Myths around Brazilian Racism: A View through the Lens of Black Feminist Theory

    -     Deutsch

Third Berlin Southern Theory Lecture with Brazilian Philosopher Djamila Ribeiro on December 9, 2021

Myths around Brazilian racism and how they are viewed through the lens of Black feminist theory will be addressed in a lecture by the Brazilian philosopher Djamila Ribeiro on December 9, 2021. Djamila Ribeiro is a public intellectual, writer, philosopher, a social justice activist, and one of the most influential voices in the Afro-Brazilian women’s rights movement. The online lecture is part of the Berlin Southern Theory Lecture series. It is organized by Freie Universität Berlin and the Leibniz-Zentrum Moderner Orient. Access to the online event is free of charge.

The lecture will be moderated by Kristina Mashimi, a social and cultural anthropologist at Freie Universität Berlin, and Kai Kresse, a professor of social and cultural anthropology at Freie Universität and deputy director of the Leibniz-Zentrum Moderner Orient. Juliana Streva from the research project "Beyond social cohesion - Global repertoires of living together (RePLITO)" at the Institute for Latin American Studies at Freie Universität Berlin will be a discussant. RePLITO is funded by the Berlin University Alliance. In her work Juliana Streva has long been dealing with feminist positions in Latin America, aspects of identity politics, and anti-racist and decolonial movements.

A so-called "theory of racial democracy" was exported from Brazil to several international academic centers. Racial democracy is a belief that in Brazil there was a transcendence of racial conflicts, with a harmonious coexistence between whites, blacks, and indigenous people. In her lecture Djamila Ribeiro aims to show how Brazilian Black feminists as well as other thinkers dismantled this theory and opposed the myth of racial democracy. She will focus on a consideration of the "mulata" as a social group as well as theoretical and critical considerations in relation to the figure of the Black Mother, which is deeply rooted in colonial history. Based on the confrontation with these myths, the aim of the lecture is to reflect on the historical tradition of struggle and critical production by Brazilian Black feminists.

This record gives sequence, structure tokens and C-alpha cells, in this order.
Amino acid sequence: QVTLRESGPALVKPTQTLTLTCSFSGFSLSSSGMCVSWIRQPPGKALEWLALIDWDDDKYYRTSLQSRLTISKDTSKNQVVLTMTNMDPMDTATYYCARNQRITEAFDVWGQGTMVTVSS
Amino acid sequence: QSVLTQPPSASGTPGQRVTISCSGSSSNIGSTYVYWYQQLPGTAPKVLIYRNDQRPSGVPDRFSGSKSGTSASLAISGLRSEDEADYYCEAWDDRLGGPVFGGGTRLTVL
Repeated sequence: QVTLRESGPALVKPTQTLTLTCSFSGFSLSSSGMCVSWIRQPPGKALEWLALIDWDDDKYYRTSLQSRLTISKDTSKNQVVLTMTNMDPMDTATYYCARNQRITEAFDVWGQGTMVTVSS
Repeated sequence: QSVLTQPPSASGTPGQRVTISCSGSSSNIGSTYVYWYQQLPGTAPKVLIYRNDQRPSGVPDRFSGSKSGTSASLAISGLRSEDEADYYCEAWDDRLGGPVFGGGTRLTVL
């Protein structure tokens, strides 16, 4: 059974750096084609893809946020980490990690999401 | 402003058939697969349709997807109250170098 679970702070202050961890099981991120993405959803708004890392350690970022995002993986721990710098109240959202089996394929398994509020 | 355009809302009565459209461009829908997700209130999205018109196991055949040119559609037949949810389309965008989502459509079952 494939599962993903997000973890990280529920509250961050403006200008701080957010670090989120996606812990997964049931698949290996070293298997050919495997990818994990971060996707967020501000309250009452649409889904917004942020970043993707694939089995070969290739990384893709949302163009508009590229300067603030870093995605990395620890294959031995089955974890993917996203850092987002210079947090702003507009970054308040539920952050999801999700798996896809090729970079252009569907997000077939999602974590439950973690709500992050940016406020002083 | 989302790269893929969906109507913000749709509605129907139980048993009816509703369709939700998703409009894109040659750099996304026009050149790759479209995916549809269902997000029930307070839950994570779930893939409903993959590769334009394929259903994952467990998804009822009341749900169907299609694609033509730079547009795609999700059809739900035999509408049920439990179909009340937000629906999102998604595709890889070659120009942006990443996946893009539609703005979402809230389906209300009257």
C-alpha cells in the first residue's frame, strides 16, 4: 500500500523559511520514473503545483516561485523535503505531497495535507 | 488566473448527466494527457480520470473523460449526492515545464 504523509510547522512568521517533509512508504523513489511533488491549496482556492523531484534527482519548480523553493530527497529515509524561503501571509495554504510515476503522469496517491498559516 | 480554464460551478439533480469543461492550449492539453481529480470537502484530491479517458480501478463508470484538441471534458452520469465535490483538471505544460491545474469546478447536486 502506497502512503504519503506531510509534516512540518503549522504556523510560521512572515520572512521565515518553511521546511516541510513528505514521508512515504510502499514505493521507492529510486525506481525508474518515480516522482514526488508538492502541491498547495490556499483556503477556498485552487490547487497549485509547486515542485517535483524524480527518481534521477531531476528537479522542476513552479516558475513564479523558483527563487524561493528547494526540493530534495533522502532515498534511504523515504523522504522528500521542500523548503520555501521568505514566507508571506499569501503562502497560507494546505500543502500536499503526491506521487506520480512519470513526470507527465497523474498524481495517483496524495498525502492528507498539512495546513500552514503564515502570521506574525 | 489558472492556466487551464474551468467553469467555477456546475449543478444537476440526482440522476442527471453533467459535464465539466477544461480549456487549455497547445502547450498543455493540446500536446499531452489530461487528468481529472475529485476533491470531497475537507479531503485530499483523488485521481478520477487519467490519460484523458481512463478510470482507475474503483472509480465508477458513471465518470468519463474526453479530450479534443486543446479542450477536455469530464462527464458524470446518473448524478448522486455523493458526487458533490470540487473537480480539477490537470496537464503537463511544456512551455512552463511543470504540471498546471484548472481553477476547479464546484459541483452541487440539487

Djamila Ribeiro holds a degree in philosophy and political philosophy from the Federal University in São Paulo. She is also a visiting professor at the department of journalism at the Pontifical Catholic University of São Paulo and a fellow at the Johannes Gutenberg University Mainz, Germany. She was awarded the 2019 Prince Claus Prize, granted by the Kingdom of the Netherlands, and was considered by the BBC as one of the 100 most influential women in the world. In 2020, she won the Jabuti Prize, the most important in the Brazilian literary world. In 2021, she was the first Brazilian to be honored by the BET Awards.

The Berlin Southern Theory Lecture, which has been held annually since 2019,  focuses on contributions to epistemology from the Global South. Its initiators aim to contribute to a global exchange of knowledge and reveal postcolonial asymmetries by increasing the variety of theoretical debates in the social sciences and humanities. The first lecture was given in December 2019 by Felwine Sarr from Senegal. It was held in the Ethnologisches Museum in Berlin-Dahlem. In 2020 the Indian historian Prathama Banerjee spoke - due to the pandemic - to a large (online) audience. The lecture series is organized by the Institute of Social and Cultural Anthropology at Freie Universität Berlin and the Leibniz-Zentrum Moderner Orient in cooperation with the Forschungscampus Dahlem and co2libri, with support from the Berlin Center for Global Engagement within the Berlin University Alliance (BUA).

Time and Venue:

  • Thursday, December 9, 2021, 5:00 p.m.
  • The lecture will be online via Webex. Meeting Link: https://fu-berlin.webex.com/fu-berlin-en/j.php’MTID=mc689e000fc961245ec2df797e412aee7 https://www.polsoz.fu-berlin.de/ethnologie/forschung/Southern_Theory_Lecture/3rd_Berlin_Southern_Theory_Lecture/index.html


    This site uses cookies and analysis tools to improve the usability of the site. More information. |